Universities aim to boost ties between tech and society

Universities aim to boost ties between tech and society

Recently, the Federal Government announced new funding for universities’ research ventures with the aim of fostering economic growth and social good.

With these aims in mind, Flinders University is participating in a program to advance medical research and technology.

Biomedical engineering experts from Flinders University’s Medical Device Research Institute (MDRI) will be joining the new Australian Research Council’s Training Centre for Medical Implant Technologies (ARC CMIT), which is funded by the ARC Industrial Transformation Research Program.

Specifically, the ARC CMIT will look into personalised orthopaedic and maxillofacial solutions as well as train PhD students and early career researchers. The Centre will bring in 18 partners from various sectors to develop the best practices and implant solutions.

“The training centre will equip a new generation of engineers to work with clinicians, to have a good understanding of regulations and gain experience in entrepreneurship and innovation,” ARC CMIT director and Melbourne University School of Engineering Professor Peter Lee said.

“Compared to other Australian industries, med-tech is young, so the opportunity for research and development is great. CMIT is one of the largest partnerships of industry, hospitals and universities; an ideal environment for training.”

Prior to partnering with ARC CMIT, Flinders University’s Strategic Professor of Biomedical Engineering Mark Taylor said MDRI already has strong industry and clinical community links to support their students and researchers.

This new venture, Professor Taylor noted, will provide even more opportunities for researchers and students as MDRI will be employing one post-doc and offer five PhD stipends under the Centre.

“The Flinders Medical Device Research Institute is a leader in computational and experimental biomechanics, working closely with industry and other research organisations in the development of personalised models, virtual clinical trials and decision support,” Professor Taylor said.

The other way around

While most universities are looking into how technology can advance various aspects of society, the Queensland University of Technology (QUT) wants to look into how it can integrate human touch into the future of technology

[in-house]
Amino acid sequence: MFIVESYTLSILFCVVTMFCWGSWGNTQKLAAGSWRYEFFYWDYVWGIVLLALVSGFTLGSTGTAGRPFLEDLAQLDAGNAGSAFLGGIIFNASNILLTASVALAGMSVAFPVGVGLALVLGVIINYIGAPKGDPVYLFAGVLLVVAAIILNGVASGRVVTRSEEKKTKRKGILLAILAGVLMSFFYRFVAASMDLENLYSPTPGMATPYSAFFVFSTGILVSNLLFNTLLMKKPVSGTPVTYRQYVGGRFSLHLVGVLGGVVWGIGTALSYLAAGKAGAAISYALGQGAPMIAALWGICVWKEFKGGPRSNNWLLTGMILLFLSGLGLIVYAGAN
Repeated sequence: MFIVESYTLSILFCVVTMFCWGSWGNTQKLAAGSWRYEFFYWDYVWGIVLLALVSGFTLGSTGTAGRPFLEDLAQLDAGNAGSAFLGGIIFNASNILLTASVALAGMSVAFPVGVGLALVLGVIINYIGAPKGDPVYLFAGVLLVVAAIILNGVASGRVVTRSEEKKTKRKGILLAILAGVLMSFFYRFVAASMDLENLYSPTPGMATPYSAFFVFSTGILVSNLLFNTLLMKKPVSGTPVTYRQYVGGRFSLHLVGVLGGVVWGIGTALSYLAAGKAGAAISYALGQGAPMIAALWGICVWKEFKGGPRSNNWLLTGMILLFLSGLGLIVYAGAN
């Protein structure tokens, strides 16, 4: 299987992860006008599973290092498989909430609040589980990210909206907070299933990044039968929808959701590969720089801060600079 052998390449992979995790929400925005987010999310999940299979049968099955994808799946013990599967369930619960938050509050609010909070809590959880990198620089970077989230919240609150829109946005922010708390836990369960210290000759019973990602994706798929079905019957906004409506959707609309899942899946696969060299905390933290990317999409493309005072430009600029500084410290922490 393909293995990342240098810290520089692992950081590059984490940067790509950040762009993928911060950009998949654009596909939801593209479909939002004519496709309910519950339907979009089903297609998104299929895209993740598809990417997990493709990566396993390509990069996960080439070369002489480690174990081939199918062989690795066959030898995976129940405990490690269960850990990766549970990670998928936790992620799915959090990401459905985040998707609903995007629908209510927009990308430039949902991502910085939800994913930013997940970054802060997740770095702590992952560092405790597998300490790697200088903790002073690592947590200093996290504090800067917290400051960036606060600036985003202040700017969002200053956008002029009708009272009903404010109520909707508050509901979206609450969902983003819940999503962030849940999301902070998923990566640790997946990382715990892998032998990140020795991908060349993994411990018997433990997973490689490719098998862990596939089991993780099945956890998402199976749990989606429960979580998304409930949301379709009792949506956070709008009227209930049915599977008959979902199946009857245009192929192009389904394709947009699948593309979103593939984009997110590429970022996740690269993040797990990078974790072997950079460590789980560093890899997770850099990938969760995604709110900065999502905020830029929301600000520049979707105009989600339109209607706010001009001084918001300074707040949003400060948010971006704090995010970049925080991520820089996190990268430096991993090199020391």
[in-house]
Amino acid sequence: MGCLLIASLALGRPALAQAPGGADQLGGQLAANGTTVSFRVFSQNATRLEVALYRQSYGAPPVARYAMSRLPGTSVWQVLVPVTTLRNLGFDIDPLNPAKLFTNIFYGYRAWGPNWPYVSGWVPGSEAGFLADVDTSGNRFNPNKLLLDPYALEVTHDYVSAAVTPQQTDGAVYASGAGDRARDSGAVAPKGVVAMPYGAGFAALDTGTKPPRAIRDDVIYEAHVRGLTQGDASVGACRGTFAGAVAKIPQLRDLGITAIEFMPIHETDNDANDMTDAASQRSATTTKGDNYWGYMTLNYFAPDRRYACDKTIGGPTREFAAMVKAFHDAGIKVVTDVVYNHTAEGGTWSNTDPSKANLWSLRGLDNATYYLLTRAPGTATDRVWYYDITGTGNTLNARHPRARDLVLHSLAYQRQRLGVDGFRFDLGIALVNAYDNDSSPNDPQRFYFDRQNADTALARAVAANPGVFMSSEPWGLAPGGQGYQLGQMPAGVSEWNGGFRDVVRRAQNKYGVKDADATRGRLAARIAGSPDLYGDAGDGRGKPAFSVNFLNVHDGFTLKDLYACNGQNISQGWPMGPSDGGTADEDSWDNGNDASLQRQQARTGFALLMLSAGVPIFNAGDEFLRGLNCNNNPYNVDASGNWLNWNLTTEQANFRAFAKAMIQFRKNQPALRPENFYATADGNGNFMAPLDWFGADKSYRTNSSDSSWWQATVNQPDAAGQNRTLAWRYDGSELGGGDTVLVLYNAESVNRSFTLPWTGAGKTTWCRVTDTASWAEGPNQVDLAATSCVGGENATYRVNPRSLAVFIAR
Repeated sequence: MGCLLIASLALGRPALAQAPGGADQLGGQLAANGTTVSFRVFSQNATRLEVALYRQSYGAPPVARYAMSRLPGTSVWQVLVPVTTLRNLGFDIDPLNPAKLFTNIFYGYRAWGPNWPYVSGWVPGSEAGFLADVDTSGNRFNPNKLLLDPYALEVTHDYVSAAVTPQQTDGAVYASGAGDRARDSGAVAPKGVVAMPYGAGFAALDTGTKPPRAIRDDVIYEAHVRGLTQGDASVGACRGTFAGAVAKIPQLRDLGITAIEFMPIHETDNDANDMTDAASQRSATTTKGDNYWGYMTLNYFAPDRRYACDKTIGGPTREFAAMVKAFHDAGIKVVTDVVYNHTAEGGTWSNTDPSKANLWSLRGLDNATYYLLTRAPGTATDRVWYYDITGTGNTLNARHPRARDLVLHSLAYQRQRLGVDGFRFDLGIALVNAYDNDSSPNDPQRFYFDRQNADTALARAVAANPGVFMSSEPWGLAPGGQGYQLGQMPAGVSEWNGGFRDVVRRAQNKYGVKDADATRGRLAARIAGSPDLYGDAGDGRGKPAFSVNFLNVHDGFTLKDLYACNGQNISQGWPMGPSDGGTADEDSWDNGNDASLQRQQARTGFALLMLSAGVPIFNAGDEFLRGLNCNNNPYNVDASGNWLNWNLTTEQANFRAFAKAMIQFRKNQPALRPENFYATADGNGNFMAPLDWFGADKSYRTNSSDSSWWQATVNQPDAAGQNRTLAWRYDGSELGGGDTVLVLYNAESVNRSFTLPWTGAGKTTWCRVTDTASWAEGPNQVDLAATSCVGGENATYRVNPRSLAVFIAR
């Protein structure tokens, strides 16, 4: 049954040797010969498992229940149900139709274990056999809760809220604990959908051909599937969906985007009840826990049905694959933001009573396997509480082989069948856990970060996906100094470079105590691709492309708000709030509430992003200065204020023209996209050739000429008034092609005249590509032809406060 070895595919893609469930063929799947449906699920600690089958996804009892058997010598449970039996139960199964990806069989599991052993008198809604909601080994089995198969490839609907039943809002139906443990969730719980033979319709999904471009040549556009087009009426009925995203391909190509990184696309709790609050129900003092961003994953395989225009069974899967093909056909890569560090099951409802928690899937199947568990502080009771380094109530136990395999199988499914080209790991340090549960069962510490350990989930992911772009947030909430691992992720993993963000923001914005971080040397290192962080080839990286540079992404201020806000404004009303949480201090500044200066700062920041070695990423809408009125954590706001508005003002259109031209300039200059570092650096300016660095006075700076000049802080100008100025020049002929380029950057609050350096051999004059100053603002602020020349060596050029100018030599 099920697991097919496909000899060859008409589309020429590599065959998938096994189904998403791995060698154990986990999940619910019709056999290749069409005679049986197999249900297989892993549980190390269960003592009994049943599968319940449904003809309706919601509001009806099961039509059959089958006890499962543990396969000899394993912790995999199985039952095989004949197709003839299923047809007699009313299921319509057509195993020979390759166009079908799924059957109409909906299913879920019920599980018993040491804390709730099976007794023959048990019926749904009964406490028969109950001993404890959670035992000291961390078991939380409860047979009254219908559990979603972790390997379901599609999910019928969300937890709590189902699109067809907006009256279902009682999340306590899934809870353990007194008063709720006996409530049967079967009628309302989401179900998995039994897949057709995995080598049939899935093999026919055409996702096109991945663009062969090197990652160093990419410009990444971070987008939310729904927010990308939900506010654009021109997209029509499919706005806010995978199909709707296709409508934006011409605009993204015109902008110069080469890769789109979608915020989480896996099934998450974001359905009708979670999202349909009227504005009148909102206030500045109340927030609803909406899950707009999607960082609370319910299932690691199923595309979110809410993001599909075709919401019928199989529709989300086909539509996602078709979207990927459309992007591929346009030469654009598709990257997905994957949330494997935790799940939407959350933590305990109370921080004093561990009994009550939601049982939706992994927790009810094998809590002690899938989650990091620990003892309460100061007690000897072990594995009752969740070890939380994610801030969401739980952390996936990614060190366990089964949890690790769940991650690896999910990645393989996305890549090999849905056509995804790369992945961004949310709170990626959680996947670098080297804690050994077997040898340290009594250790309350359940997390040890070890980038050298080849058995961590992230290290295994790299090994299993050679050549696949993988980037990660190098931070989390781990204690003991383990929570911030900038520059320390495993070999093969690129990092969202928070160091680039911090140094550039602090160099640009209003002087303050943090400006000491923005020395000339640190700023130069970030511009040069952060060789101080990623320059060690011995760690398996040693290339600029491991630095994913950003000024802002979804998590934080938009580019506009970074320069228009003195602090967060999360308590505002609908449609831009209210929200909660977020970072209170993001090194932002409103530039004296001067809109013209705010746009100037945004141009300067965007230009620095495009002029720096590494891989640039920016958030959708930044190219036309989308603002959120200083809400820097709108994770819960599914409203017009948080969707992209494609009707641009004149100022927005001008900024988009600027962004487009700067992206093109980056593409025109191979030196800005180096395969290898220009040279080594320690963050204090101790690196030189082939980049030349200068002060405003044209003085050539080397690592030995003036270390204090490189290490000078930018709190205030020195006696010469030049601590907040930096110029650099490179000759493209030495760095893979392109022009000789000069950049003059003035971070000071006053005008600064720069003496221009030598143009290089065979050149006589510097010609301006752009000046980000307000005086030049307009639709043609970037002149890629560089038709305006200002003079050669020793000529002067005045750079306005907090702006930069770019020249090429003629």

The QUT will be supporting the Australian Academy of the Humanities by hosting the Humanising the Future symposium this week.

Humanities experts from Australia and overseas such as the US, France, and UK will convene to discuss the intersection between culture and technological advances in South Brisbane on 13-15 November.

Professor Jean Burgess, QUT’s director for Digital media Research Centre said automation and artificial intelligence have already found their way into not only the everyday lives of individuals, but also into various institutions.

This makes it more urgent for the University to discuss how inclusivity and fairness can exist in the digital world, he said.

“[W]e need to get beyond critiquing such developments from the sidelines,” Professor Burgess –who was also named as the associate director and chief investigator of the $31.8m ARC Centre of Excellence for Automated Decision-Making and Society – said.

“To date, there have been very few large-scale, well-resourced initiatives to address how this shift is playing out in the real world, beyond abstract ‘AI and ethics’ efforts, which are often driven and funded by technologists rather than humanists.”

Through the ARC Centre, Professor Burgess said participants can “work with other disciplines and with a range of industry and civil society partners at scale and over time, to help create a more responsible, inclusive and fair digital society.”

“This is a future that we can play a role in shaping, but we have to be proactive, and we have to collaborate,” he said.